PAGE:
Draft, 17 October 2016
This page should be in a useful state, but still needs work before it's finished.
REMINDER: No on-campus workshop this week – work through the activities below and share the results on SLack or in your blog post. Have fun!
This week I’m off at the Australian Society of Archivists’ Annual Conference where I’ll be presenting my ASIO file experiments amongst other things. Keep and eye on the #asalinks hashtag if you’re interested – there should be a number of interesting digital projects discussed.
My latest hack is a userscript that puts redaction information back into the National Archives RecordSearch database so that it looks something like this:
We’ll explore the possibilities of userscripts a bit more next week.
If you happen to be doing my ‘Working with Collections’ unit you will have been briefly introduced to some of the issues around digital archives last week.
If not, you might like to have a poke around amidst the riches of the Internet Archive. It’s a digital library that brings together freely available digitised books, photos, movies, software and more. Some highlights:
Most of the digital files can be downloaded in a variety of formats, so it’s a great source for potential projects.
But perhaps the most well-known part of the Internet Archive is the Wayback Machine, it’s a gateway to 20 years of web history.
Venture back in time to see what else you can find…
The Wayback Machine is not the only web archive.
The National Library of Australia maintains a selective web archive called Pandora – many significant Australian sites are preserved there).
The National Library also harvests Australian government websites. Using the Australian Government Web Archive you can hunt down all those controversial media releases that mysteriously disappear from politicians’ web sites.
I wanted to introduce these sites today for three reasons. First of all they are themselves sites for digital heritage research. Historians are only just starting to investigate the possibilities of mining web archives, but if you’re writing a history of the 1990s or beyond, how can you ignore them? One historian who’s really leading the way in the use of web archives is Ian Milligan – check out his blog.
Secondly, as the creators of digital projects you should be thinking about questions of preservation and sustainability.
And thirdly, because the building of web archives is itself a creative, and sometimes political, process. For example, have a look at the work being undertaken by the Documenting the Now project.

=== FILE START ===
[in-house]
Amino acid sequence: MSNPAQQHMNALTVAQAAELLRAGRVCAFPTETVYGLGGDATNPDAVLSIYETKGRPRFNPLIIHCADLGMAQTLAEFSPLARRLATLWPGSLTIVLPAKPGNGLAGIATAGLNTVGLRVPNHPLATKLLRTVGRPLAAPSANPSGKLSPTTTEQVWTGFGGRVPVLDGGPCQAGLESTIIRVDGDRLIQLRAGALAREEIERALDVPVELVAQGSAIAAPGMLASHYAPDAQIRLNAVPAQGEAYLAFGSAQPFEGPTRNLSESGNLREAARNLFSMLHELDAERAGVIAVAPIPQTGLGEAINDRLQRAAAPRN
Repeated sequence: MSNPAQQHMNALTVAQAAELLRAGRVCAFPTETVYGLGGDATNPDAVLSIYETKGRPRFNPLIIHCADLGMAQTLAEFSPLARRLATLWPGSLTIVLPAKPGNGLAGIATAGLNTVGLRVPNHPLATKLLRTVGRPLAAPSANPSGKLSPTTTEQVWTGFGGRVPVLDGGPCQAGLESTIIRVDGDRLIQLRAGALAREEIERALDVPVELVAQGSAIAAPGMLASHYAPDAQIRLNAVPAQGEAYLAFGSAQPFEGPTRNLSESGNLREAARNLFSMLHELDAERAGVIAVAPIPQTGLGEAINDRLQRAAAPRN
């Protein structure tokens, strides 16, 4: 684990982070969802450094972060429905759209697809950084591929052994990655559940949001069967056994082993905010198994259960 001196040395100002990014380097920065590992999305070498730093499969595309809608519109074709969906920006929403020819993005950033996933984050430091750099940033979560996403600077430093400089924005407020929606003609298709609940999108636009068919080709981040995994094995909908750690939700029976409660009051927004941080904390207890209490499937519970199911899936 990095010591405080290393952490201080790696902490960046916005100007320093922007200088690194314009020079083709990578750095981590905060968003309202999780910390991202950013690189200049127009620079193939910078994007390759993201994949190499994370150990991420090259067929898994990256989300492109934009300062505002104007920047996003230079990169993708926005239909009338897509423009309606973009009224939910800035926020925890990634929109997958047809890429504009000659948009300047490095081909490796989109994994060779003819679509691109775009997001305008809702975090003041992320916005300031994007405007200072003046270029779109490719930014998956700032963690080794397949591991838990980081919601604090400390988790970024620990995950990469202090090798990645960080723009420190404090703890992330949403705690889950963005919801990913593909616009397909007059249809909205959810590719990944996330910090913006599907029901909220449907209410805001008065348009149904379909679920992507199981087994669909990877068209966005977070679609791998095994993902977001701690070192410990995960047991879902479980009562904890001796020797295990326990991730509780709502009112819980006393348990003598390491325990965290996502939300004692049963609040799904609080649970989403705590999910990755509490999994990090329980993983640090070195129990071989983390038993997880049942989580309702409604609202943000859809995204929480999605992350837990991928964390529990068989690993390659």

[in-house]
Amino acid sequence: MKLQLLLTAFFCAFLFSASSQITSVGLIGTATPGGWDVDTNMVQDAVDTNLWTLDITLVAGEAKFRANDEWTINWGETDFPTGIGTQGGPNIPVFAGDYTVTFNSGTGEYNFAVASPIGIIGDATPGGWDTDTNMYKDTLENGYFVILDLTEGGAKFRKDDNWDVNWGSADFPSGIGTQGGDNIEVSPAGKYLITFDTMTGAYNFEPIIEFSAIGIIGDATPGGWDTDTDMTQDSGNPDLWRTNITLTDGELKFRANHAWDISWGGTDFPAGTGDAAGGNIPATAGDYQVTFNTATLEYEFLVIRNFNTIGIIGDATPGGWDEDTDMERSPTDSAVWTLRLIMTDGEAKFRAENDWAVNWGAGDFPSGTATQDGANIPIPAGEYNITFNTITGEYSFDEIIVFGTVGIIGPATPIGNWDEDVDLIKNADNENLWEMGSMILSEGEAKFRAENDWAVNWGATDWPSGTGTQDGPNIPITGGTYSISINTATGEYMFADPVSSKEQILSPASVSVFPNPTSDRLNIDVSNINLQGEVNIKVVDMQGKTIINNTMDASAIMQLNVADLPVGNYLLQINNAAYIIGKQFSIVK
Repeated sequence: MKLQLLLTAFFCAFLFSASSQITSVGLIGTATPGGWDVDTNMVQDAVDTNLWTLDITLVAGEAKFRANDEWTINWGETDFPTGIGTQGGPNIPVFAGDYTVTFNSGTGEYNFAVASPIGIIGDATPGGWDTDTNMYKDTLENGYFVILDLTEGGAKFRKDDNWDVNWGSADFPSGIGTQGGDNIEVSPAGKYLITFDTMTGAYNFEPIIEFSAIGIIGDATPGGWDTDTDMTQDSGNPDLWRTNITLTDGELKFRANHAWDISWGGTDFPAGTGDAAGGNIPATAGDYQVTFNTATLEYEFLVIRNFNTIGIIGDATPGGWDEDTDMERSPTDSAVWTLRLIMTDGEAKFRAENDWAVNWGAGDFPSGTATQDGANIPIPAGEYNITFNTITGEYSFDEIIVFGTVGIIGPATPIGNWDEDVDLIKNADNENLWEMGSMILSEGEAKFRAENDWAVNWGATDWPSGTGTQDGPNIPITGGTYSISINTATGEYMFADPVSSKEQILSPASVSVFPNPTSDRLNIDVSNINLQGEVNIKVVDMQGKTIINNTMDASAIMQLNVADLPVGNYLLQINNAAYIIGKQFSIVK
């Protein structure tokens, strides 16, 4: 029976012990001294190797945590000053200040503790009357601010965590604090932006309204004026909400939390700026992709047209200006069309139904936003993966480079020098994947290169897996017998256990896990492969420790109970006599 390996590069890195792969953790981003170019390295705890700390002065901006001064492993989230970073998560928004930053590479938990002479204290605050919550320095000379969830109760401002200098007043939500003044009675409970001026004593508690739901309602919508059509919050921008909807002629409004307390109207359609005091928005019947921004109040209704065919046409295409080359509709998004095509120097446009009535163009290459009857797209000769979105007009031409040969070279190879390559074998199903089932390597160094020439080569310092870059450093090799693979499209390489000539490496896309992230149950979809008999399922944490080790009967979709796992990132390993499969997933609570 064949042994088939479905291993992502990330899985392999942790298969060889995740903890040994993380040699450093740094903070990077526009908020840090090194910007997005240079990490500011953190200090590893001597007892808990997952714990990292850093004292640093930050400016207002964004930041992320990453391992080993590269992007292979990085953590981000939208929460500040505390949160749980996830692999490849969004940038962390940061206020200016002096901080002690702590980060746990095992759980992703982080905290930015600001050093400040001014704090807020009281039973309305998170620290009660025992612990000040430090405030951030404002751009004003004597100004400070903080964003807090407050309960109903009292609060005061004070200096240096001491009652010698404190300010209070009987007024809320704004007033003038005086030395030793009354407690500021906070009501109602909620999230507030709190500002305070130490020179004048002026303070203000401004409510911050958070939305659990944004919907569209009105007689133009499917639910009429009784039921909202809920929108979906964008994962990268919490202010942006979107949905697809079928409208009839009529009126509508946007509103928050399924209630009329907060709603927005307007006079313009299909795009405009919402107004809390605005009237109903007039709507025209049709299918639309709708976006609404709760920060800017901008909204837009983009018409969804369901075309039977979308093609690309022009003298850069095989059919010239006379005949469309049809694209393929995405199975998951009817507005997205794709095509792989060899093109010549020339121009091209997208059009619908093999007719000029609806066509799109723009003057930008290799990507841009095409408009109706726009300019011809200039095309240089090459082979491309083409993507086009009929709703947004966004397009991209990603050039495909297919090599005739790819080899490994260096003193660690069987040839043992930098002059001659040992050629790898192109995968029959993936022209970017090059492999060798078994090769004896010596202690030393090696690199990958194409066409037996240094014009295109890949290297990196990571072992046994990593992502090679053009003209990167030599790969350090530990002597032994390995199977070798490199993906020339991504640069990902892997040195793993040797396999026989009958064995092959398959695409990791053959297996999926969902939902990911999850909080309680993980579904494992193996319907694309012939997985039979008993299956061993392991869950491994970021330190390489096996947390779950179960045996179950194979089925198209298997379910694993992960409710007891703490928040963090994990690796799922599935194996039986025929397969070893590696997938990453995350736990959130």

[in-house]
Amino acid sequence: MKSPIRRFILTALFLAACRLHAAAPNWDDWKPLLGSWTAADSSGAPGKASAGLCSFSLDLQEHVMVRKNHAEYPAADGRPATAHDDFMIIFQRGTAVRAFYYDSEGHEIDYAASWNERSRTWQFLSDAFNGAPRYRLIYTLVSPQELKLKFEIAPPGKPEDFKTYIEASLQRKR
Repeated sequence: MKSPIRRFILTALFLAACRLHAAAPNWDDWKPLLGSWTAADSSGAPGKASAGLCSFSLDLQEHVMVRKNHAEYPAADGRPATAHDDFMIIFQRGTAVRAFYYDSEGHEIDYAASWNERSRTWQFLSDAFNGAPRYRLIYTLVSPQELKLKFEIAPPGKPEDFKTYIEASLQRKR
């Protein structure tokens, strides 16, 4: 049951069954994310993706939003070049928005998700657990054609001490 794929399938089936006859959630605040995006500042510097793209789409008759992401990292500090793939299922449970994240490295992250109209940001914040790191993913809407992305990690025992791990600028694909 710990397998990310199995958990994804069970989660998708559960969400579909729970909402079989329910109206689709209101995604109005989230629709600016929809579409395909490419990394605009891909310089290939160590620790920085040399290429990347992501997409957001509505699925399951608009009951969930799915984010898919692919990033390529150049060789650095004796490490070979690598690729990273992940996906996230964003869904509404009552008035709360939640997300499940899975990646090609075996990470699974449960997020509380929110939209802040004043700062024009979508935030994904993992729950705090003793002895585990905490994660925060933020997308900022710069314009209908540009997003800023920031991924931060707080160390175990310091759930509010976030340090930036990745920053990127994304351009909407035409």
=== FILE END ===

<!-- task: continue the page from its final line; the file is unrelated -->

With that in mind, the job for this week is to build digital archives and think about the possibilities.
One of the most useful things about the Wayback Machine is that little box on the home page that says ‘Save page now’. Just feed it a url and it will instantly attempt to archive the page. Once it’s done you have a permanent link to the contents of that page – so even if the page disappears from the original site, you’ll always be able to go back to the archive and view it.
This is particularly useful if you want to cite webpages and are worried that they’re going to disappear. Perma.cc is another archive more directly aimed at preserving citations.
Here’s an example:
As it loads, the exhibition uses the Trove API to pull in its content. But these API requests aren’t captured by the Internet Archive, so it just shows the fallback version.
The problems of archiving dynamic content have lead to the development of new tools such as Webrecorder.io. This video gives a good introduction to the way it works:
Create a free account and record some web pages! Try some of the sites that didn’t work properly using the Wayback Machine and see if Webrecorder does the job. Try complicated sites with videos, or digital artworks. What works and what doesn’t?
Here’s Webrecorder’s version of the Chinese in NSW exhibition. Try navigating around the site.
Ok, Storify isn’t really an archive and it doesn’t actually preserve digital content. Nonetheless, Storify is often used to create a quick and dirty Twitter ‘archive’ relating to a particular event. It’s not really an archive because if Twitter ceased to exist, most of its content would be lost. But it’s very easy to use, and it allows you to thread Twitter and other online content to create an interesting story.
Because I tend to share the research that I doing using Twitter, I often use Storify to pull together the threads of a project. For example:
What story would you like to tell? Create a free account with Storify and build something. The interface is very straightforward, so you shouldn’t need any special help. Share your story on Slack or in your blog reflection.
If you want to get serious about archiving Twitter then TAGS is the next step. It makes use of Google Drive, so you’ll need both a Google and a Twitter account, but it’s pretty easy to set up.
You can also create some nice visualisations and public views of your archive.
For heavy duty web archiving there’s also the Twarc tool and library – it requires Python and some command line confidence, but it too is pretty easy to get going.